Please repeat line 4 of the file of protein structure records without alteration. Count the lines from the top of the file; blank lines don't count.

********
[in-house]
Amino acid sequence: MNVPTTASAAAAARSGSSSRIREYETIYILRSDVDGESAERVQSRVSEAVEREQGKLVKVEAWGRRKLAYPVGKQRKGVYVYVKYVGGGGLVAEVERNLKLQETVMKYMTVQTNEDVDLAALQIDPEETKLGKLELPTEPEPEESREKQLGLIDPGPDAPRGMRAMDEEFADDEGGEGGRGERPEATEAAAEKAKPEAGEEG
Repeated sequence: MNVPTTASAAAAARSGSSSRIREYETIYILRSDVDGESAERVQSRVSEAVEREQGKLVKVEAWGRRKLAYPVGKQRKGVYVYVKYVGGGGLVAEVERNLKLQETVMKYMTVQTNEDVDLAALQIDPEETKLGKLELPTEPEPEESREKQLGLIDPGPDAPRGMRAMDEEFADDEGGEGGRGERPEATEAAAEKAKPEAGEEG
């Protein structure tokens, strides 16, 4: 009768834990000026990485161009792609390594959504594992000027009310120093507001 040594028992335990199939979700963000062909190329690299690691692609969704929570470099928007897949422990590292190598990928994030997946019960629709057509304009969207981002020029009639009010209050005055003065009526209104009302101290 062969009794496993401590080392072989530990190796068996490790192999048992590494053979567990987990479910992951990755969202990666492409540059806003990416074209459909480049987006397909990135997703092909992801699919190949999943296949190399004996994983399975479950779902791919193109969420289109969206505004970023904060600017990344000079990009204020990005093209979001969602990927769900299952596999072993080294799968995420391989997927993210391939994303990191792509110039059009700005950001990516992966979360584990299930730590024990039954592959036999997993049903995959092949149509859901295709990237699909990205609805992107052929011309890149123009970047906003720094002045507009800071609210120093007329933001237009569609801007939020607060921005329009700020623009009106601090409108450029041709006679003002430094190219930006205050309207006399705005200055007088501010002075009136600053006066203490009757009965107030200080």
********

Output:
């Protein structure tokens, strides 16, 4: 009768834990000026990485161009792609390594959504594992000027009310120093507001 040594028992335990199939979700963000062909190329690299690691692609969704929570470099928007897949422990590292190598990928994030997946019960629709057509304009969207981002020029009639009010209050005055003065009526209104009302101290 062969009794496993401590080392072989530990190796068996490790192999048992590494053979567990987990479910992951990755969202990666492409540059806003990416074209459909480049987006397909990135997703092909992801699919190949999943296949190399004996994983399975479950779902791919193109969420289109969206505004970023904060600017990344000079990009204020990005093209979001969602990927769900299952596999072993080294799968995420391989997927993210391939994303990191792509110039059009700005950001990516992966979360584990299930730590024990039954592959036999997993049903995959092949149509859901295709990237699909990205609805992107052929011309890149123009970047906003720094002045507009800071609210120093007329933001237009569609801007939020607060921005329009700020623009009106601090409108450029041709006679003002430094190219930006205050309207006399705005200055007088501010002075009136600053006066203490009757009965107030200080």